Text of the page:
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United States v. Hwang

United States District Court, D. Hawaii

June 18, 2015

UNITED STATES OF AMERICA, Plaintiff-Respondent,
v.
SUN HWANG, Defendant-Petitioner. CV No. 15-00072 DKW-BMK

ORDER DENYING HWANG's MOTION UNDER 28 U.S.C. § 2255 TO VACATE, SET ASIDE, OR CORRECT SENTENCE

DERRICK K. WATSON, District Judge.

Petitioner Sun Hwang, a South Korean citizen and resident of Hawaii, pled guilty to, and was sentenced for, aiding and abetting the operation of an illegal gambling business, in violation of 18 U.S.C. § 1955. Dkt. No. 401-6 at 16, 29. Hwang now seeks to vacate her conviction and sentence pursuant to 28 U.S.C. § 2255 on the ground that she received constitutionally ineffective assistance of counsel in connection with her decision to plead guilty. Dkt. No. 400. After careful consideration of Hwang's Motion Under 28 U.S.C. § 2255 to Vacate, Set Aside, or Correct Sentence ("§ 2255 Motion"), the record, and the relevant legal authority, Hwang's § 2255 Motion is hereby DENIED, and a certificate of appealability is GRANTED, for the reasons set forth below.

BACKGROUND

I. Indictment & Guilty Plea

Hwang was one of fifteen defendants charged in a multi-count indictment involving the illegal operation of a gambling business. Dkt. No. 1. Relevant to this case, the Government charged Hwang on a single gambling charge under Count 1 of the First Superseding Indictment. Dkt. No. 1 at 2-3. Under Count 1, the Government accused Hwang and her co-defendants of operating a gambling business, in violation of 18 U.S.C. §§ 2 and 1955. Dkt. No. 1 at 3.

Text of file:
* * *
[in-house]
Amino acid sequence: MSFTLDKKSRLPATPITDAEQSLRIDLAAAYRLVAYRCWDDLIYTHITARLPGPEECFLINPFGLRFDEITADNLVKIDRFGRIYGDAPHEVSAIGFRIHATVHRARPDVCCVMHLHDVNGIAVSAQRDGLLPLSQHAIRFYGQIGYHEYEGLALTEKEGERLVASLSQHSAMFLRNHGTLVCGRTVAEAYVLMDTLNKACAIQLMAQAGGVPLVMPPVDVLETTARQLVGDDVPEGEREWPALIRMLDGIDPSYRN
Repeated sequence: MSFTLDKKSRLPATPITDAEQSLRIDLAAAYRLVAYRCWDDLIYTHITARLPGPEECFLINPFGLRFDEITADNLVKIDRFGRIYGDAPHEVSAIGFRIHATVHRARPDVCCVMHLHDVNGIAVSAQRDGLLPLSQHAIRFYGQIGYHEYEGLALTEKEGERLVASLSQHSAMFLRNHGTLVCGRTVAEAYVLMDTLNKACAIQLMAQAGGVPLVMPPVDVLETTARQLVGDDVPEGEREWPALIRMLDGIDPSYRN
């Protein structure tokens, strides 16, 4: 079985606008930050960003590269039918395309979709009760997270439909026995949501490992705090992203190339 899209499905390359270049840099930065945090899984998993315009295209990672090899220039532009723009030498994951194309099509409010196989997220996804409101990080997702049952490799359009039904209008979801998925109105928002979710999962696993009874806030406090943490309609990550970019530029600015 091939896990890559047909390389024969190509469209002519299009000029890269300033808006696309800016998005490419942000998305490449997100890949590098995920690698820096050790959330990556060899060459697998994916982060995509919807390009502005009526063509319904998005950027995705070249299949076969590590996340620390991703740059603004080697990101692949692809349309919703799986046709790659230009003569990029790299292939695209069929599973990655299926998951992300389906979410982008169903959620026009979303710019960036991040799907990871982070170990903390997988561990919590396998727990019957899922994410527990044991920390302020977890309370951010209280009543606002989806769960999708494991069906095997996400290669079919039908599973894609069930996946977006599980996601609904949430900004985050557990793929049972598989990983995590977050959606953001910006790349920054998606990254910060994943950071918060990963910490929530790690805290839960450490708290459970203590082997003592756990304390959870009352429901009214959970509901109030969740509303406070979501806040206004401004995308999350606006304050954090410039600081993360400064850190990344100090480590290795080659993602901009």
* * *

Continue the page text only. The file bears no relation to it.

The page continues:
Hwang's court-appointed attorney, Lars Isaacson, discussed with Hwang the potential immigration consequences of pleading guilty to a violation of 18 U.S.C. §1955. Dkt. No. 406-1 at 1. Isaacson consulted with Hena Mansori of the Defender's Initiative of the National Immigrant Justice Center. Dkt. No. 406-1 at 1. Mansori informed Isaacson that Hwang would be deportable and ineligible for a discretionary waiver if Hwang pled guilty to the § 1955 charge. Dkt. No. 406-1 at 1. Given these "possible dire immigration consequences, " Isaacson believed it would be in his client's best interest to consult with a local immigration attorney familiar with Ninth Circuit precedent as well as with the procedures of the local immigration courts. Dkt. No. 406-1 at 1. Isaacson met Carmen Di Amore-Siah, a former chair of the local chapter of the American Immigration Lawyers Association. Dkt. No. 406-1 at 2. Di Amore-Siah advised although pleading to the § 1955 charge would result in Hwang's placement in removal proceedings, Hwang would remain eligible for discretionary relief. No. 406-1 at 2. Both Mansori and Di Amore-Siah advised that a plea to misprision of a felony would be the preferred course. Dkt. No. 406-1 at 1-2.

Relying on this advice, Isaacson contacted Assistant United States Attorney Thomas Brady several times and asked if the Government would allow Hwang to plead to misprision of a felony. Dkt. No. 406-1 at 3; Dkt. No. 406 at 6. The Government would not. Dkt. No. 406-1 at 3; Dkt. No. 406 at 6. Thereafter, on May 15, 2014, Hwang pled guilty to Count 1 without a plea agreement. Dkt. No. 237. During the plea colloquy, the Court informed Hwang that "if your plea is accepted, there may be immigration consequences to your plea[, ] which could include removal from the United States." Dkt. No. 401-6 at 11. Hwang acknowledged her understanding by responding, "Yes." Dkt. No. 401-6 at 11.